“•M$ sues Motorola/Google sooner rather than later.”

    Sorry to interrupt, but that trial began a month ago…
    http://www.zdnet.com/blog/microsoft/microsoft-vs-motorola-a-look-ahead-to-next-weeks-itc-patent-trial/10387
    …very late actually…
    http://www.digitaltrends.com/mobile/microsoft-sues-motorola-over-android/

  57. Contrarian says:

    #mc, you seem to totally miss the point here. A patent has value to the extent that it provides a better way to do something, hence the notion of beneficial use. If you do not understand that, then you should go away and study until you do.

    That is the foundation for the granting of patents to begin with. It matters not whether the patented method involves software or is implemented with a mechanical device as long as it can be demonstrated to be a better way to do something and a way that is non-obvious to one skilled in the art.

    “It seems you only “seeked” out patents. Probably without a prototype to demonstrate to the world? Probably without a product? Just to keep your job? or to feed a patent troll?”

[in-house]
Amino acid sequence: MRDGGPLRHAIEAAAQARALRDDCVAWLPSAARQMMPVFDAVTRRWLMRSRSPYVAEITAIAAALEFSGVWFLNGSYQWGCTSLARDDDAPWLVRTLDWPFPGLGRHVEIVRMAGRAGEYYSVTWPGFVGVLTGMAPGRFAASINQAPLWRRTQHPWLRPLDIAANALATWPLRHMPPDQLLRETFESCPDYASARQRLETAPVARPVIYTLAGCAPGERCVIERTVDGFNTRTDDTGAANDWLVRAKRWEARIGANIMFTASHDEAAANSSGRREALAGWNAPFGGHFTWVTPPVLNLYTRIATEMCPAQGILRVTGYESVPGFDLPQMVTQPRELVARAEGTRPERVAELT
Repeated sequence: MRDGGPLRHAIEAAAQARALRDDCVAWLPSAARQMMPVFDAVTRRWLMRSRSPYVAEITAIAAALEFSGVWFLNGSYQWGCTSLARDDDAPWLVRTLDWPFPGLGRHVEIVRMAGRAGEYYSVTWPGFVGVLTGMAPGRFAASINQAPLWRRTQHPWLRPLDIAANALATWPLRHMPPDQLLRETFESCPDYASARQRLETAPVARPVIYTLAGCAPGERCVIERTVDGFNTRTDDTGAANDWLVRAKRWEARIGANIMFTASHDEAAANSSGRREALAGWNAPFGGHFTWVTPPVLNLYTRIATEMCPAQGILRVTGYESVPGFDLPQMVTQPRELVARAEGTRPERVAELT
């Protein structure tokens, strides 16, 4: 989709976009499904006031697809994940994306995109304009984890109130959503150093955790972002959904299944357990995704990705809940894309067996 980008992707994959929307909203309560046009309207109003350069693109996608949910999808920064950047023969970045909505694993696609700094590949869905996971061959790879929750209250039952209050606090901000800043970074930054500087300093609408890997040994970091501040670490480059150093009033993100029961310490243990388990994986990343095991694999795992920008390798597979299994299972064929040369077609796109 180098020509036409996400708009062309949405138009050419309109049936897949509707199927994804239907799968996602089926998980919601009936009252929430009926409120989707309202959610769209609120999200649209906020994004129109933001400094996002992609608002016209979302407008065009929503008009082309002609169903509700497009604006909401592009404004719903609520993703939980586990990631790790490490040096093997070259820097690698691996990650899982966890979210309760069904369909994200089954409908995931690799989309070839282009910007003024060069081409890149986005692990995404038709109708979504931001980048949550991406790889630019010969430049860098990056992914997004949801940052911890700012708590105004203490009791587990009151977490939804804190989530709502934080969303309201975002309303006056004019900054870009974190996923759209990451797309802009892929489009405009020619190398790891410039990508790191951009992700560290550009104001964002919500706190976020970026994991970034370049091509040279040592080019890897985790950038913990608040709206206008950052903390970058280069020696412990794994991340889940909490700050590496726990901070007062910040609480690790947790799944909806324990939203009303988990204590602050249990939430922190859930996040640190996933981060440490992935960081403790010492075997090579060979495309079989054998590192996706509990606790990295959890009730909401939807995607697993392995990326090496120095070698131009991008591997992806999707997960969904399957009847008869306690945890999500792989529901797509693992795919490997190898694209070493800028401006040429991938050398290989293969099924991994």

You seem to be taking lessons from #oiaohm in how to write an indecipherable message, #wc. When we changed the way that our product worked, it was usually because we thought that the new way was better and we would file a patent disclosure that defined what was better and why it was better. A legal review committee decided which disclosures might be patentable and would commission patent attorneys to prepare the applications. It was company policy to do that.

    I won’t tell you the name of the company, since you are sort of a nut job, based on your posts, with marginal emotional stability. I will state that it was NOT Microsoft, though. In any case, I am now retired. I have worked for several companies and they all did the same sort of thing although the reward for successful filings was not as great in some cases.

  58. MC says:

    Contrarian, you are barking up the wrong tree.

    Nothing you said makes me believe software patents creates anything. Software without a CPU is nothing, much as schooling without a child is ridiculous.